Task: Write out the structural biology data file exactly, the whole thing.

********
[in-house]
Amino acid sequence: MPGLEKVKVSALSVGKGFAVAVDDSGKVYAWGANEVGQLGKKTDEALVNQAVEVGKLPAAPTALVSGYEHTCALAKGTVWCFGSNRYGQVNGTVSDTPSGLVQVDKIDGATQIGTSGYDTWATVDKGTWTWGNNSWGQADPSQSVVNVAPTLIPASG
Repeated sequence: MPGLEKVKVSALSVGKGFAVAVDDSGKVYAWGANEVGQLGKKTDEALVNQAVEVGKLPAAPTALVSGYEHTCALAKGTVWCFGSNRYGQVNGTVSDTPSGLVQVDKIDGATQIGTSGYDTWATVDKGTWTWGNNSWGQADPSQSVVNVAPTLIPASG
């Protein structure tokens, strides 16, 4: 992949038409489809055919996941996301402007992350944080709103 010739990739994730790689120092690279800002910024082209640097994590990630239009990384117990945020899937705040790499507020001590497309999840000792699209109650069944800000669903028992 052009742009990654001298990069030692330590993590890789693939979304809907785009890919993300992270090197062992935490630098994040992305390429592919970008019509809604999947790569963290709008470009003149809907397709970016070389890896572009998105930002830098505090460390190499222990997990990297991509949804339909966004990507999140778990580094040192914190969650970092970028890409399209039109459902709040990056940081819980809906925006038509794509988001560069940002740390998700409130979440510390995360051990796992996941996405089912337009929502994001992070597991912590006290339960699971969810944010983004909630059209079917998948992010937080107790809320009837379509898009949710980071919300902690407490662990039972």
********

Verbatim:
[in-house]
Amino acid sequence: MPGLEKVKVSALSVGKGFAVAVDDSGKVYAWGANEVGQLGKKTDEALVNQAVEVGKLPAAPTALVSGYEHTCALAKGTVWCFGSNRYGQVNGTVSDTPSGLVQVDKIDGATQIGTSGYDTWATVDKGTWTWGNNSWGQADPSQSVVNVAPTLIPASG
Repeated sequence: MPGLEKVKVSALSVGKGFAVAVDDSGKVYAWGANEVGQLGKKTDEALVNQAVEVGKLPAAPTALVSGYEHTCALAKGTVWCFGSNRYGQVNGTVSDTPSGLVQVDKIDGATQIGTSGYDTWATVDKGTWTWGNNSWGQADPSQSVVNVAPTLIPASG
């Protein structure tokens, strides 16, 4: 992949038409489809055919996941996301402007992350944080709103 010739990739994730790689120092690279800002910024082209640097994590990630239009990384117990945020899937705040790499507020001590497309999840000792699209109650069944800000669903028992 052009742009990654001298990069030692330590993590890789693939979304809907785009890919993300992270090197062992935490630098994040992305390429592919970008019509809604999947790569963290709008470009003149809907397709970016070389890896572009998105930002830098505090460390190499222990997990990297991509949804339909966004990507999140778990580094040192914190969650970092970028890409399209039109459902709040990056940081819980809906925006038509794509988001560069940002740390998700409130979440510390995360051990796992996941996405089912337009929502994001992070597991912590006290339960699971969810944010983004909630059209079917998948992010937080107790809320009837379509898009949710980071919300902690407490662990039972």